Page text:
But last year’s lifting of a ban on female drivers will have only a moderate impact on the market, the research firm said, coming into effect only in June, with many families already owning cars for use by women but are currently driven by paid drivers.

The agreement by Total and Aramco to explore options in the fuel distribution sector was signed on April 10, alongside the signing of an MoU between the two firms to build a large petrochemical complex in Jubail, integrated downstream of Aramco’s SATORP refinery.


India suspends Kashmir border trade with Pakistan

Updated 19 April 2019
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India suspends Kashmir border trade with Pakistan

  • Kashmir has been on edge since a February suicide attack that killed 40 Indian paramilitaries
  • India said it had reports that trade on the border was being “misused by Pakistan-based elements for funnelling illegal weapons, narcotics and fake currency”

NEW DELHI: India has suspended trade across its disputed Kashmir border with Pakistan, alleging that weapons and drugs are being smuggled across the route, as tensions simmer between the nuclear-armed neighbors.
Kashmir has been on edge since a February suicide attack that killed 40 Indian paramilitaries and brought the two countries to the brink of war with cross-border air strikes.
On Thursday, India’s government, which is in the middle of a tough national election, said it had reports that trade on the border was being “misused by Pakistan-based elements for funnelling illegal weapons, narcotics and fake currency.”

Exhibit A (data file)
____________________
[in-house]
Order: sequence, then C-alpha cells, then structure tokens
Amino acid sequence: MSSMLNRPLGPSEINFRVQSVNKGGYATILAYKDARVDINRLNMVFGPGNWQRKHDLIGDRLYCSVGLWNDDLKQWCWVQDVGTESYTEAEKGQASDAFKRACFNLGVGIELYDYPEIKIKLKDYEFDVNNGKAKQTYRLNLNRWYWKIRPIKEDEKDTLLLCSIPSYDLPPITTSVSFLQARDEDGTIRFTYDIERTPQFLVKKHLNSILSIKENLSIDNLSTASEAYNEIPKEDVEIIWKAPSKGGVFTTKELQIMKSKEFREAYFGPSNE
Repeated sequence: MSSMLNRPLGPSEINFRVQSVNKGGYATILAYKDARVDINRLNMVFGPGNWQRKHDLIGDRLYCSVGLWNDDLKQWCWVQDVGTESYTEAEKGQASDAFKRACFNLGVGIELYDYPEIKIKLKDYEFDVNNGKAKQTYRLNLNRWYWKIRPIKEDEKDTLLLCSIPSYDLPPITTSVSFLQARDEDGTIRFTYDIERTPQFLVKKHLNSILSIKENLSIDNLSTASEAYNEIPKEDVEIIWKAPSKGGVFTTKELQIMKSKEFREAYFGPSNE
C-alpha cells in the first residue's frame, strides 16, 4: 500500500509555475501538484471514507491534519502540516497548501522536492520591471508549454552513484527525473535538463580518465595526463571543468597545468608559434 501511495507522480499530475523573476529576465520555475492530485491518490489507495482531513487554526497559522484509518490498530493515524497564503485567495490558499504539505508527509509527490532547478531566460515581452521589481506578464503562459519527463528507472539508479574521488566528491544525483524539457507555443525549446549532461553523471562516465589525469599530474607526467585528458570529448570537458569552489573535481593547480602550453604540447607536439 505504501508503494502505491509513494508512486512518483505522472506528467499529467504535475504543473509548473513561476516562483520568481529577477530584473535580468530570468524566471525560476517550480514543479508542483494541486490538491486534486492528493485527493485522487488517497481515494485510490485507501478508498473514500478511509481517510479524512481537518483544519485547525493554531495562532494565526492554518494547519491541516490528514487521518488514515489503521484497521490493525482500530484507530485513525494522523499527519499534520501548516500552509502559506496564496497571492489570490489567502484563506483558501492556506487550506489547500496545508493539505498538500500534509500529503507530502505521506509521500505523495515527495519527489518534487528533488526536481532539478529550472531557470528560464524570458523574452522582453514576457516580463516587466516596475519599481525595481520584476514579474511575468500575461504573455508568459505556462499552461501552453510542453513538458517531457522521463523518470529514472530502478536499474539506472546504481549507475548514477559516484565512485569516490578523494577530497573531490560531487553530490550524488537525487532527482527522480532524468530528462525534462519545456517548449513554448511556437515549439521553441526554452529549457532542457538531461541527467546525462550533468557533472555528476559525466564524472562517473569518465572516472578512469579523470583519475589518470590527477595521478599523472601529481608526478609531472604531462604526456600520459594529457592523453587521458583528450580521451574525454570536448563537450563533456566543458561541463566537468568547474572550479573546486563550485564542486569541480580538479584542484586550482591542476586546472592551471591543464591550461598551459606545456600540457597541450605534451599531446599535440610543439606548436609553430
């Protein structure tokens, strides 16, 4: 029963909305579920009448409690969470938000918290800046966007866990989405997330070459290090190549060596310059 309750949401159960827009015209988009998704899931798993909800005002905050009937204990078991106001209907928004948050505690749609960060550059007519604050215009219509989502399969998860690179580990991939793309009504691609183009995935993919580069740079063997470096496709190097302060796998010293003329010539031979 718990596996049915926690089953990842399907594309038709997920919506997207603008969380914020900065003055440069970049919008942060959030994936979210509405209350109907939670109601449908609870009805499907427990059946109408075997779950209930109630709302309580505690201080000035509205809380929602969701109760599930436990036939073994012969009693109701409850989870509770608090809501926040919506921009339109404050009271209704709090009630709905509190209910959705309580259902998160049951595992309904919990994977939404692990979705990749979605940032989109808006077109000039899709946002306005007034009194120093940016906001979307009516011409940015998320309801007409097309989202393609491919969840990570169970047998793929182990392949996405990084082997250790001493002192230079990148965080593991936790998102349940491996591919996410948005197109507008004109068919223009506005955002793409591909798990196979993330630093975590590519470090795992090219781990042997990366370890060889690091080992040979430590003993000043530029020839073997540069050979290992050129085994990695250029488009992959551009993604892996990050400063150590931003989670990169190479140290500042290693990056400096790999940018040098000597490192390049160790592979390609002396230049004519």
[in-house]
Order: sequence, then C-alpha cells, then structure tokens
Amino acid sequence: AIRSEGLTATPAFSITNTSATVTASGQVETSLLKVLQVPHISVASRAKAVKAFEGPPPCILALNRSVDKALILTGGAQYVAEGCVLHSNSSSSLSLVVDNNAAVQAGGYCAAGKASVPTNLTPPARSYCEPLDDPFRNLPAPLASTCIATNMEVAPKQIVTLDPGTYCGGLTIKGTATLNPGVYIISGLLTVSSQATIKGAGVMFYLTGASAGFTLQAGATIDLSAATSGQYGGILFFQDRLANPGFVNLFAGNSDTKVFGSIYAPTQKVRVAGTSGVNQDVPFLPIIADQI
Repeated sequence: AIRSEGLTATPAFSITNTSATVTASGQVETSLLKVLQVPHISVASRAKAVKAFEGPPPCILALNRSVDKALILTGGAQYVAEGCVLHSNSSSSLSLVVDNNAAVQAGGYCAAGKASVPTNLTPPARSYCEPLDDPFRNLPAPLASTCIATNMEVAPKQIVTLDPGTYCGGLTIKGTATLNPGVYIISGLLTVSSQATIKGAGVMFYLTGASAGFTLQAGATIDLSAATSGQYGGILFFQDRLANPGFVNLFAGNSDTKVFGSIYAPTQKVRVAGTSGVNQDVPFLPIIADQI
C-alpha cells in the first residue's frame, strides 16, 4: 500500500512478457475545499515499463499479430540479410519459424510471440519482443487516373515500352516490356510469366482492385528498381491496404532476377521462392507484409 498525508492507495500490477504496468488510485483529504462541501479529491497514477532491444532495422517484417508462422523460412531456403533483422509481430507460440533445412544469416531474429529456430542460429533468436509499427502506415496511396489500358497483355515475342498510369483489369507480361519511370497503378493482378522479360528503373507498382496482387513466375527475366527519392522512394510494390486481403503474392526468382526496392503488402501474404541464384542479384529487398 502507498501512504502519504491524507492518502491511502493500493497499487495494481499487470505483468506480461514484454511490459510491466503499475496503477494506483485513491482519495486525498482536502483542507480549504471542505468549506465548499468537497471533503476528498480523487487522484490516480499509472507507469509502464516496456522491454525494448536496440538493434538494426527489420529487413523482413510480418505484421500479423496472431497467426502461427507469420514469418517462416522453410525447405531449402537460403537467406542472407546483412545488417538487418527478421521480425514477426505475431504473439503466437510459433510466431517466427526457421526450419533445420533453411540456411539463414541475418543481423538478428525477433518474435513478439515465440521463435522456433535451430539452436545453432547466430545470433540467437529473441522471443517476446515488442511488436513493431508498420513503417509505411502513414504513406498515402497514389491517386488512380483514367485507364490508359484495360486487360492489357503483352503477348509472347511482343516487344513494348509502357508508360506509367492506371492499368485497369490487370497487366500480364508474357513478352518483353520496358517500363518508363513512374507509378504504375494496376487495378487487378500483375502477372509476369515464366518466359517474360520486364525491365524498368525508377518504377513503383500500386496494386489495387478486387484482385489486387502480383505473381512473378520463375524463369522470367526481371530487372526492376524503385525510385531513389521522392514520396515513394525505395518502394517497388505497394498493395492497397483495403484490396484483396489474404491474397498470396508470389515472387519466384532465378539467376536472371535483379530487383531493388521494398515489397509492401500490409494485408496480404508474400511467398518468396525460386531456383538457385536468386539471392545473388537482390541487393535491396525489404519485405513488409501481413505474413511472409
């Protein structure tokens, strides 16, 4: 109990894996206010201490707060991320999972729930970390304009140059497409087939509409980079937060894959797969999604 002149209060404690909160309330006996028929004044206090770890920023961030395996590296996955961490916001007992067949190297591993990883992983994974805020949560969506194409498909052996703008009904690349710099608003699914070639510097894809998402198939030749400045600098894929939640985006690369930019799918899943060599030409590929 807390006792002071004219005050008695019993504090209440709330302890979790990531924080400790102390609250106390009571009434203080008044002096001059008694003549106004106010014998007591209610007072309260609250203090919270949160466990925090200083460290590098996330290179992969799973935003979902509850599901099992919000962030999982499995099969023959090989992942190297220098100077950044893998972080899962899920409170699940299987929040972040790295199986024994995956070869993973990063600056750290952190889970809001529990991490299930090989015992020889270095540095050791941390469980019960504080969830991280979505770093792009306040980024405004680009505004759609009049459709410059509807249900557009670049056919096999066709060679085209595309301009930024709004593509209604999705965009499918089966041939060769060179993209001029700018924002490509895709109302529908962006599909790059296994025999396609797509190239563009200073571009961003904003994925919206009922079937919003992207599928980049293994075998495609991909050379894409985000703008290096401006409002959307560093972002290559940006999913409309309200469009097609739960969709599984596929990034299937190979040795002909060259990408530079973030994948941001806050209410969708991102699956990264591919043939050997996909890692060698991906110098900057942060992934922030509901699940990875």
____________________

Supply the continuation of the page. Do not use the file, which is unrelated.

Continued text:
It also said many of those trading across the Line of Control, which divides Kashmir into zones under Indian and Pakistani control, had links to militant organizations.
The home ministry said trade would be suspended until a stricter inspection mechanism is in place.
The cross-border trade is based on a barter system, with traders exchanging goods including chillies, cumin, mango and dried fruit.
It began in 2008 as a way to improve strained relations between New Delhi and Islamabad, who have fought two of their three wars over the disputed region.
The Indian Express newspaper said Friday that 35 trucks carrying fruit traveling from the Indian side of the border had been stopped after the government order.
Trade on the border has been suspended before, including in 2015, when India accused a Pakistani driver of drug trafficking.
The latest move comes after India withdrew “Most Favoured Nation Status” — covering trade links — from Pakistan after the February attack, which was claimed by the Pakistan-based Jaish-e-Mohammed Islamist group.
Islamabad has denied any involvement in the attack.
India’s Hindu nationalist Prime Minister Narendra Modi has made national security a key plank of his re-election campaign, pointing to the recent flare-up of violence as he battles the center-left opposition Congress party.
He is seeking a second term from the country’s 900 million voters in the mammoth election which kicked off on April 11 and runs till May 19. The results will be out on May 23.